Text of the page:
2016 Bentley Bentayga Review

Rating: 8.5
$420,600 $624,400 Mrlp
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A $600,000+ SUV? Is it worth it? We get behind the wheel of the new 12-cylinder Bentley Bentayga to find out.
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It’s not the first time Bentley has built an all-wheel drive vehicle. In fact, Bentley has a long history of building powerful cars that send torque to all four wheels.

This time around it’s different. This time, Bentley has developed an all-wheel drive vehicle capable of going off-road — majorly off-road. An all-wheel drive vehicle capable of tearing through corners and an all-wheel drive vehicle that has claimed the title of the world’s fastest SUV.

The Bentley Bentayga ushers in a new era for the British manufacturer that sees it produce its first SUV capable of not only tackling some of the toughest conditions, but also capable of blistering performance figures.

From the outside, the Bentayga’s design has been its main bone of contention. While it has all the proportions of a large, luxurious SUV, the design of the front end is challenging. With the right colour combination it looks better, but it’s a design that may take some getting used to. Styling is subjective, but for what it’s worth — we actually don’t mind the look of it.

This aside, the twin headlight cluster features a main adaptive LED beam, which is flanked by two circular LED daytime running lights that also serve as indicators. Within them is a headlight washer that deploys on command to clean the headlight lenses.

The standard 21-inch alloy wheels fill out the guards nicely, but the optional 22-inch wheels fitted to our vehicle help pronounce it as a sporting SUV. Thankfully, the huge brakes also fill out the wheels, measuring a mammoth 400mm at the front and 380mm at the rear. They need to be big, given the Bentayga’s kerb weight of 2383kg.

Powering the Bentayga is a monstrous 6.0-litre twin-turbocharged 12-cylinder petrol engine that produces 447kW of power and a mountainous 900Nm of torque. It sends all of its might through an eight-speed automatic gearbox, consuming an average of 13.1L/100km on the combined cycle.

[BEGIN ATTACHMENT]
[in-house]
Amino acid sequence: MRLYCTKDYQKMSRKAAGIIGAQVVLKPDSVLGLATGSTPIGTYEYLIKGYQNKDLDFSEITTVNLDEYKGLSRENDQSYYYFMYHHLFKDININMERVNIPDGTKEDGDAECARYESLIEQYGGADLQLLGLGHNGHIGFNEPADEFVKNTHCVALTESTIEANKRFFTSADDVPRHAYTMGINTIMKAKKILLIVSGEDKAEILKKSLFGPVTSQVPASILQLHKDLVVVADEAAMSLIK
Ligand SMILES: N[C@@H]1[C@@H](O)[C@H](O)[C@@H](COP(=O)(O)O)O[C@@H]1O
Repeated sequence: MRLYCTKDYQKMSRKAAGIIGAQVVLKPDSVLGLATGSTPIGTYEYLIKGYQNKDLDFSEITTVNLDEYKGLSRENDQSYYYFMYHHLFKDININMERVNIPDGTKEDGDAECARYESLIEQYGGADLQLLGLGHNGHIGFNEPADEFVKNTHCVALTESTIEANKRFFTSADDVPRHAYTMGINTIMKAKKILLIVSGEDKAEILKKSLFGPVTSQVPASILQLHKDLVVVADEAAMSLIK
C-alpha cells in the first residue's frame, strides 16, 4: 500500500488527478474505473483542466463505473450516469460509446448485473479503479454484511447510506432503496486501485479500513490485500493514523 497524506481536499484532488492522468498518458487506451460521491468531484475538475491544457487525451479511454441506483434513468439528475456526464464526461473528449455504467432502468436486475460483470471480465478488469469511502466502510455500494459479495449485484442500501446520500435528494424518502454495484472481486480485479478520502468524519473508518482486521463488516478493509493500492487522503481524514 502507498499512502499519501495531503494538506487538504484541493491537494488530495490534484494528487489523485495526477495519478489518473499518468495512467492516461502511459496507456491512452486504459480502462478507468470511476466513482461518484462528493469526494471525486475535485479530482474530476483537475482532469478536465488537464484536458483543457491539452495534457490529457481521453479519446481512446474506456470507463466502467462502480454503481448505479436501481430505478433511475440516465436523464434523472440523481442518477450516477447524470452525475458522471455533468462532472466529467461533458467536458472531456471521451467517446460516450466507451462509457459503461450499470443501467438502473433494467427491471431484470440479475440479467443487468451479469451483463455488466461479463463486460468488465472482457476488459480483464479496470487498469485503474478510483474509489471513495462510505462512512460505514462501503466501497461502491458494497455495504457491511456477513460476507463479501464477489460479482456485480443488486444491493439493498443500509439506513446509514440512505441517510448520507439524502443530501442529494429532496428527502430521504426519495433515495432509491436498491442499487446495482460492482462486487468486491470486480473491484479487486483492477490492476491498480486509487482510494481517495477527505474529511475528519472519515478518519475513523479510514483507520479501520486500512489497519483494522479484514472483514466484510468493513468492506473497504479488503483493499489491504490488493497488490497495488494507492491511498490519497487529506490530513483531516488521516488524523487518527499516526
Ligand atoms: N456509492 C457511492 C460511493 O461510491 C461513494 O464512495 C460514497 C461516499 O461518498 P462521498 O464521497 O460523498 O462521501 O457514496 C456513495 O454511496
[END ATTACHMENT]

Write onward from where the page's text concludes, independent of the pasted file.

Around the rear, LED taillights help define the stance, as do the wide exhaust outlets.

We haven’t looked at the price yet. It’s not cheap — far from it. The starting price of $420,600 (plus on-road costs) is only outdone by a limited First Edition, which is priced from $624,400 (plus on-road costs). Our vehicle, with a number of options fitted came to $610,650 drive-away.

Some of the notable options fitted to our vehicle include contrast stitching inside the cabin, rear privacy glass, a Linley Hamper by Mulliner, signature audio and the off-road equipment required to head seriously off-road.

At this price, there are a number of standard includes, such as night vision, digital radio, a full suite of safety aids (such as blind spot monitoring, lane assist, rear cross traffic alert and autonomous emergency braking), heated seats, 360-degree camera, ventilated seats with massage function and panoramic roof, among others.

As you step inside the cabin, it doesn’t feel like a traditional Bentley. The interior brings Bentley forward in comparison to the rest of its range with an 8.0-inch infotainment screen that features colour and a touchscreen, in addition to a colour LCD screen between the speedometer and tachometer clusters.

The new infotainment screen is a massive step forward for Bentley. It’s very easy to use, is fast and features a number of screens that further push the vehicle’s appeal, such as an off-road screen, tyre pressure monitors and a quick satellite navigation system with online search capability.

Temperature controls are contained within a glass-faced knob that offers a digital display. These controls look elegant and classy, living up to the Bentayga’s appeal.

The seats offer high levels of comfort and hug you in tightly. We spent over 500km behind the wheel of the Bentayga and were amazed with the lack of body fatigue while at the helm of it for extended periods of time.

Front leg and head room is excellent, with masses of room on offer for the front passenger. It’s the same story in the rear — this really is a big SUV. There’s enough legroom to stretch out and kick back.

Rear seat passengers get their own air vents, along with a remote controller that allows the control of the quad-zone climate control and heated seat functions.

As you poke around the interior, you begin to notice that it doesn’t quite feel as premium as it does on first glance.

The buttons surrounding the climate controls feel like plastic and have a harsh click with each push. Likewise the steering wheel controls also click in the same manner and feel like a plastic-cut button as opposed to a metal button or one that is soft with each click.

Sure, it feels luxurious, but not $600,000+ luxurious. When compared to a Range Rover, it feels on par and in some regards not as luxurious, especially when comparing switchgear and buttons.